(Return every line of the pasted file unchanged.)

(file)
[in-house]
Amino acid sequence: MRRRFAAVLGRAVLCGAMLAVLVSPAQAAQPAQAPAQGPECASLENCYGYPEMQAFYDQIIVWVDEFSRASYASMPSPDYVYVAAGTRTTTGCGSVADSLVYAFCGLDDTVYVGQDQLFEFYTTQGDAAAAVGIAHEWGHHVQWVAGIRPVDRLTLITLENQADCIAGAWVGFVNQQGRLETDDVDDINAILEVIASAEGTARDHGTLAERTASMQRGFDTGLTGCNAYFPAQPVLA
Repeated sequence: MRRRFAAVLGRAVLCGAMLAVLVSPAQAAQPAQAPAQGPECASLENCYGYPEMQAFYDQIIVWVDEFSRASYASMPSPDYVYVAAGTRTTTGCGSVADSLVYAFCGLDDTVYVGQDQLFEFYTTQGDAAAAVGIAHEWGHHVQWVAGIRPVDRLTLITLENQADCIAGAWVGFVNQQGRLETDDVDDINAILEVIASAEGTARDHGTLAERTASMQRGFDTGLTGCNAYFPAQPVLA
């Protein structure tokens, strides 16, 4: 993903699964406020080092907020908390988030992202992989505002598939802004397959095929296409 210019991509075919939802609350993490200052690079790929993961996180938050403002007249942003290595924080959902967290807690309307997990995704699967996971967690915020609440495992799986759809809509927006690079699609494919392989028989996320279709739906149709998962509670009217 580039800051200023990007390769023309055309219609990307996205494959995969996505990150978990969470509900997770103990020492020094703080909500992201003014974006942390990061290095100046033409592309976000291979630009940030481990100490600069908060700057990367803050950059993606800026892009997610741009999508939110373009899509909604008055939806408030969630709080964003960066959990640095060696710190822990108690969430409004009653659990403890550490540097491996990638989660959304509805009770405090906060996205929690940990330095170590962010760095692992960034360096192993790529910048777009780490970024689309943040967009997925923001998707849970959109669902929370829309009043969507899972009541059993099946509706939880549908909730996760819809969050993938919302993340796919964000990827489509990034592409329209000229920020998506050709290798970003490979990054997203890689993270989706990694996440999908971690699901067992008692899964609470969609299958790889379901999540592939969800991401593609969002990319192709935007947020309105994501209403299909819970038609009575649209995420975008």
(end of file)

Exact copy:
[in-house]
Amino acid sequence: MRRRFAAVLGRAVLCGAMLAVLVSPAQAAQPAQAPAQGPECASLENCYGYPEMQAFYDQIIVWVDEFSRASYASMPSPDYVYVAAGTRTTTGCGSVADSLVYAFCGLDDTVYVGQDQLFEFYTTQGDAAAAVGIAHEWGHHVQWVAGIRPVDRLTLITLENQADCIAGAWVGFVNQQGRLETDDVDDINAILEVIASAEGTARDHGTLAERTASMQRGFDTGLTGCNAYFPAQPVLA
Repeated sequence: MRRRFAAVLGRAVLCGAMLAVLVSPAQAAQPAQAPAQGPECASLENCYGYPEMQAFYDQIIVWVDEFSRASYASMPSPDYVYVAAGTRTTTGCGSVADSLVYAFCGLDDTVYVGQDQLFEFYTTQGDAAAAVGIAHEWGHHVQWVAGIRPVDRLTLITLENQADCIAGAWVGFVNQQGRLETDDVDDINAILEVIASAEGTARDHGTLAERTASMQRGFDTGLTGCNAYFPAQPVLA
């Protein structure tokens, strides 16, 4: 993903699964406020080092907020908390988030992202992989505002598939802004397959095929296409 210019991509075919939802609350993490200052690079790929993961996180938050403002007249942003290595924080959902967290807690309307997990995704699967996971967690915020609440495992799986759809809509927006690079699609494919392989028989996320279709739906149709998962509670009217 580039800051200023990007390769023309055309219609990307996205494959995969996505990150978990969470509900997770103990020492020094703080909500992201003014974006942390990061290095100046033409592309976000291979630009940030481990100490600069908060700057990367803050950059993606800026892009997610741009999508939110373009899509909604008055939806408030969630709080964003960066959990640095060696710190822990108690969430409004009653659990403890550490540097491996990638989660959304509805009770405090906060996205929690940990330095170590962010760095692992960034360096192993790529910048777009780490970024689309943040967009997925923001998707849970959109669902929370829309009043969507899972009541059993099946509706939880549908909730996760819809969050993938919302993340796919964000990827489509990034592409329209000229920020998506050709290798970003490979990054997203890689993270989706990694996440999908971690699901067992008692899964609470969609299958790889379901999540592939969800991401593609969002990319192709935007947020309105994501209403299909819970038609009575649209995420975008």